Whom are some authors and artists that influence you — do you like the work of Artaud? 

I used a quotation from Artaud’s letters as the epigraph for my book Clockfire — “… the pool of energies which constitute Myths, which man no longer embodies, is embodied by the theatre’ —although I find Artaud’s actual theatre less interesting than his ideas about the theatre. What Artaud missed, and what I try to suggest with Clockfire, is that a true theatre of cruelty would present the audience with horrors on the Lovecraftian scale, pushing forth a cosmic or conceptual horror rather than confining itself to the artistic and social situation.

My influences range widely, and depend on the project, since I read and research in relation to specific projects — so, for example, with Clockfire the major influences were Artaud, Lovecraft, Italo Calvino, and Yoko Ono.

Probably the largest luminaries in my artistic life have been (in no order) Guy Maddin, George Toles, Solomon Nagler, Dennis Cooley, Robert Kroetsch, Christian Bök, Natalee Caple, Derek Beaulieu, Ryan Fitzpatrick, Maurice Mierau, Robert Majzels, and Suzette Mayr. David Bergen made some very powerful comments to me early in my writing career although he doesn’t remember it (I’ve re-met him since).

In a more general and less personal sense (i.e., people I don’t know), my largest influences (again, in no order) would include a host of musicians, and the aforementioned Lovecraft, King, and Rushdie, alongside David Lynch, Franz Kafka, Lisa Robertson, Shirley Jackson, Tony Burgess, and the Freud/Lacan/Žižek trinity. I just wrote a book on John Paizs, which should be coming out probably in January 2014, so he looms large as well.

I consider myself a horror author, and I think of myself as a novelist. So my longer list of influences would no doubt surprise someone who doesn’t think of me that way, since people generally consider me an experimental poet.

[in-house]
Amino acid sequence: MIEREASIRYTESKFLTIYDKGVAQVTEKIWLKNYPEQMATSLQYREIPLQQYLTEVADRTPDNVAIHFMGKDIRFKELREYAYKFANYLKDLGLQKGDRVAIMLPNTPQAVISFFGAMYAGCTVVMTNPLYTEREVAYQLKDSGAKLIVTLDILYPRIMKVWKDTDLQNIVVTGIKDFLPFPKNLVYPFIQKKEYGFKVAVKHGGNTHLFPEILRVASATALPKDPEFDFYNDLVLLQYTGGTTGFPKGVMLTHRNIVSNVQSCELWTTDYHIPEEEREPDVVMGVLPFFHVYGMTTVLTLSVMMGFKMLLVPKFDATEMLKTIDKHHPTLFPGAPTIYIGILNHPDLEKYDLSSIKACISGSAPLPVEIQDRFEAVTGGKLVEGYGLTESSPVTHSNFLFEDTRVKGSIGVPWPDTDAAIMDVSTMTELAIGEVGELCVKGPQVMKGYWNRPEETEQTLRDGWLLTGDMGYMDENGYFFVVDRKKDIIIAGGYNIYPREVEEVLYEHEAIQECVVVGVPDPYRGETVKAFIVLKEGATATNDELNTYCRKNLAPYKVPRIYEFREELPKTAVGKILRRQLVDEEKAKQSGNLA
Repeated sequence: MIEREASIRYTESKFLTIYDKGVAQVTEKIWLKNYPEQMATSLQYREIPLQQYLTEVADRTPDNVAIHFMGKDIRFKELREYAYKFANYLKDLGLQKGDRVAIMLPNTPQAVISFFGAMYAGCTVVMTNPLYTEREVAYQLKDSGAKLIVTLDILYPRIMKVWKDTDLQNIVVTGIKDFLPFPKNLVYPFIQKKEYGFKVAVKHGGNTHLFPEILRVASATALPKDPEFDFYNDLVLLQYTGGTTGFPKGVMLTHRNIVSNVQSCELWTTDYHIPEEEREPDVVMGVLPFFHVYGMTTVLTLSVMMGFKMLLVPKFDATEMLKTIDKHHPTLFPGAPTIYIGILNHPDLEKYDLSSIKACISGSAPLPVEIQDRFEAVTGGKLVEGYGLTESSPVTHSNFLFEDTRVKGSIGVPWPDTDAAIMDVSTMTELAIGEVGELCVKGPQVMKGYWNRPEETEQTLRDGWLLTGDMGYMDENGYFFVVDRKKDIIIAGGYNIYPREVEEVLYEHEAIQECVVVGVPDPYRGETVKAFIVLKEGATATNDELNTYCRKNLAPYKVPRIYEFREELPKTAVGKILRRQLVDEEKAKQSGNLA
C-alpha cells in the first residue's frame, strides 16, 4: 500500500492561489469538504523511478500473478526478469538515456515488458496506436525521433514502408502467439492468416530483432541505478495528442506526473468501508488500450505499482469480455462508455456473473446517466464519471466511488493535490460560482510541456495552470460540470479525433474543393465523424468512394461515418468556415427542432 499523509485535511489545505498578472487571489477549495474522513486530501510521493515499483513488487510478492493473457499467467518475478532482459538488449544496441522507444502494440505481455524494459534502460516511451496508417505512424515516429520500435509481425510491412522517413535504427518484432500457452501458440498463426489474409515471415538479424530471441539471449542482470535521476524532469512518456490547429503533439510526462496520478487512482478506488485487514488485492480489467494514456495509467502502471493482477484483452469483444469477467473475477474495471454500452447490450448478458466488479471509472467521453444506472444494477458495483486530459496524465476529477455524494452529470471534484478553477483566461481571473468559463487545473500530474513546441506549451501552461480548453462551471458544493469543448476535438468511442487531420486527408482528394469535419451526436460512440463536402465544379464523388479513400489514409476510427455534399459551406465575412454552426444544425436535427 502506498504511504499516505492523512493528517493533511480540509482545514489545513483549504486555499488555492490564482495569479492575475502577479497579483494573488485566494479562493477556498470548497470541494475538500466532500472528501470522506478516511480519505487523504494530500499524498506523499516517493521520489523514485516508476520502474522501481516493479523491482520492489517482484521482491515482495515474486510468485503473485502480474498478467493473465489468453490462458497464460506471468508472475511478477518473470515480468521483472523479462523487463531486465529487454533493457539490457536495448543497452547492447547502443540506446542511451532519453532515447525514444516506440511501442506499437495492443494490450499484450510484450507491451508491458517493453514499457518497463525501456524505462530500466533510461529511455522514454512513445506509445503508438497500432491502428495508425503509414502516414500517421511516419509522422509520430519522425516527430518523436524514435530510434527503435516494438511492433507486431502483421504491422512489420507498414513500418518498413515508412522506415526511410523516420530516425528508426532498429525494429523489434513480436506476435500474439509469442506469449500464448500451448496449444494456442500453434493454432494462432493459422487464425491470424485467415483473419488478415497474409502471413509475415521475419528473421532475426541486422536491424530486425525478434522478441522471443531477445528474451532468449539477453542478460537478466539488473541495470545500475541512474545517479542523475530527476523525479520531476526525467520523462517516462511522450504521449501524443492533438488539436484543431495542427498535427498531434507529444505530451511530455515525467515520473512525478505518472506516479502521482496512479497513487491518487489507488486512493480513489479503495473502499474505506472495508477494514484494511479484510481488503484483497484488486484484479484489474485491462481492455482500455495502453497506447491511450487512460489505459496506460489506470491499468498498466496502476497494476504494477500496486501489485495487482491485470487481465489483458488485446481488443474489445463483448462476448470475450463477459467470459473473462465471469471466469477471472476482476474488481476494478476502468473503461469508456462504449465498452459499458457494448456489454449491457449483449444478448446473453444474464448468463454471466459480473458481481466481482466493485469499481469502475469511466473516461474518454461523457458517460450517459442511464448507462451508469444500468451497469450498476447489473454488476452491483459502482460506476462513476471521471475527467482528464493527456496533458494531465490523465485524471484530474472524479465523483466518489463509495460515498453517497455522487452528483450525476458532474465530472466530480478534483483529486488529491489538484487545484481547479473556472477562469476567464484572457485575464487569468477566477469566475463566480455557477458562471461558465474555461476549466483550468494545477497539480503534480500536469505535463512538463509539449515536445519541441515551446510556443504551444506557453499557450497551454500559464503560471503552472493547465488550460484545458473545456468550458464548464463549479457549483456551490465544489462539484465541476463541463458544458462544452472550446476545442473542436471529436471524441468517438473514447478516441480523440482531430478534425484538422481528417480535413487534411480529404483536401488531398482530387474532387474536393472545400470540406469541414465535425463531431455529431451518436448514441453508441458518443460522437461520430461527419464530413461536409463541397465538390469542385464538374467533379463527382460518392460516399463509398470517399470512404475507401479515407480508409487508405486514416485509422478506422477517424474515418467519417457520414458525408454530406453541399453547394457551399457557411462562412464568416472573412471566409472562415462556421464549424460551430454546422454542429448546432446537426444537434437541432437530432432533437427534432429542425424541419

Could you tell us about writing Clockfire — are these glimpses or sketches of possible stageplays?

It would be more accurate to call them glimpses or sketches if impossible stageplays — one requires the destruction of the sun, another requires you to burn down the theatre with the audience inside, and so forth. I have always been ambivalent about the theatre. I love the theatre in theory, but I always feel disappointed when I see actual plays.

Writing Clockfire required me to think about what kind of theatre we might produce if we weren’t shackled by morality, mortality, and physics. Also, I’m interested in books that make demands on the reader and require reader engagement, and with Clockfire readers are ultimately responsible for “staging” the plays in the theatres of their imagination. This pulls the book closer to Fluxus art and its scripts for “happenings” than conventional poetry, which is why I decided to write in a prose-poem form, although I remained attentive to the language and its rhythms.

This desire for reader engagement is also why I released the book under a Creative Commons license, which allows and encourages “remixes.” My other two books have been released under the same license. Gary Barwin did a great series where he reversed a number of the plays, so that instead of unfolding into horror (as mine often do) they progress toward states of grace.

Your writing requires the reader to actually create, in that he can use your images to build on his own. Do you find this to be true, that your writing challenges the reader?

I would like to think that I challenge the reader, in a way that is engaging rather than frustrating. I pay a lot of attention to how I think the writing is possible to receive, and try to both anticipate and subvert or upset reader expectations. For me, what’s exciting in literature is the way that it disturbs your ideas of what a book is or should be.

My Proposal for SCP-001 (at the SCP Wiki)

Some time back, Christian Bök introduced me to the SCP Wiki, a collection of imaginative “Special Containment Procedures” that can be likened to a crowd-sourced archive-book. In the words of the site:

SCP artifacts pose a significant threat to global security. Various agencies from around the world operate to maintain human independence from extra-terrestrial, extra-dimensional, and extra-universal threat. In the past humankind has been at the whim of these bizarre artifacts and similar phenomena, but we have now reached a point in history where we can begin to control and contain these defiances of natural law.

I quickly devoured the site, and then developed this idea for SCP-001. You can discuss it and vote for or against it at the SCP Wiki, and also check out the other proposals for SCP-001.

Derek Beaulieu voted “for” this by releasing it as a chapbook/broadsheet through No Press. I have a few left if you want one.

Item#: SCP-001

Object Class: Keter